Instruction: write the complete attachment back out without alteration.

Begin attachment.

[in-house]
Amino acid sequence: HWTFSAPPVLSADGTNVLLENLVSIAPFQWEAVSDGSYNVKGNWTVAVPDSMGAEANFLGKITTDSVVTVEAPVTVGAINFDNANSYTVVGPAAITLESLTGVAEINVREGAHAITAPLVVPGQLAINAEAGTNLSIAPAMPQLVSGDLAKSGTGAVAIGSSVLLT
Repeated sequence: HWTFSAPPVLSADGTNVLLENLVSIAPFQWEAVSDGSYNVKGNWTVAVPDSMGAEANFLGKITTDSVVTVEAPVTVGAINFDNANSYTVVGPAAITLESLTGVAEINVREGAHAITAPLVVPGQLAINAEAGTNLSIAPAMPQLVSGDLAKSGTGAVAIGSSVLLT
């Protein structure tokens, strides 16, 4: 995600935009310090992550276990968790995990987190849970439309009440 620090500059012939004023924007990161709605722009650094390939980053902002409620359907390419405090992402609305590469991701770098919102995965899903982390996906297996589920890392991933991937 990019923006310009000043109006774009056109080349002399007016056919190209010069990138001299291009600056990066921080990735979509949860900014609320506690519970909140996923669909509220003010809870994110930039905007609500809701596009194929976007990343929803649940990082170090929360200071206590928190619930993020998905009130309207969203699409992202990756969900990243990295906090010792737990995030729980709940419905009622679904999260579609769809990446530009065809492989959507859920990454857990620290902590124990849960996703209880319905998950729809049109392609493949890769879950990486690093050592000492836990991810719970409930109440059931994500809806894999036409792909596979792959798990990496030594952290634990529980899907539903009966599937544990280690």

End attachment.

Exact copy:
[in-house]
Amino acid sequence: HWTFSAPPVLSADGTNVLLENLVSIAPFQWEAVSDGSYNVKGNWTVAVPDSMGAEANFLGKITTDSVVTVEAPVTVGAINFDNANSYTVVGPAAITLESLTGVAEINVREGAHAITAPLVVPGQLAINAEAGTNLSIAPAMPQLVSGDLAKSGTGAVAIGSSVLLT
Repeated sequence: HWTFSAPPVLSADGTNVLLENLVSIAPFQWEAVSDGSYNVKGNWTVAVPDSMGAEANFLGKITTDSVVTVEAPVTVGAINFDNANSYTVVGPAAITLESLTGVAEINVREGAHAITAPLVVPGQLAINAEAGTNLSIAPAMPQLVSGDLAKSGTGAVAIGSSVLLT
């Protein structure tokens, strides 16, 4: 995600935009310090992550276990968790995990987190849970439309009440 620090500059012939004023924007990161709605722009650094390939980053902002409620359907390419405090992402609305590469991701770098919102995965899903982390996906297996589920890392991933991937 990019923006310009000043109006774009056109080349002399007016056919190209010069990138001299291009600056990066921080990735979509949860900014609320506690519970909140996923669909509220003010809870994110930039905007609500809701596009194929976007990343929803649940990082170090929360200071206590928190619930993020998905009130309207969203699409992202990756969900990243990295906090010792737990995030729980709940419905009622679904999260579609769809990446530009065809492989959507859920990454857990620290902590124990849960996703209880319905998950729809049109392609493949890769879950990486690093050592000492836990991810719970409930109440059931994500809806894999036409792909596979792959798990990496030594952290634990529980899907539903009966599937544990280690």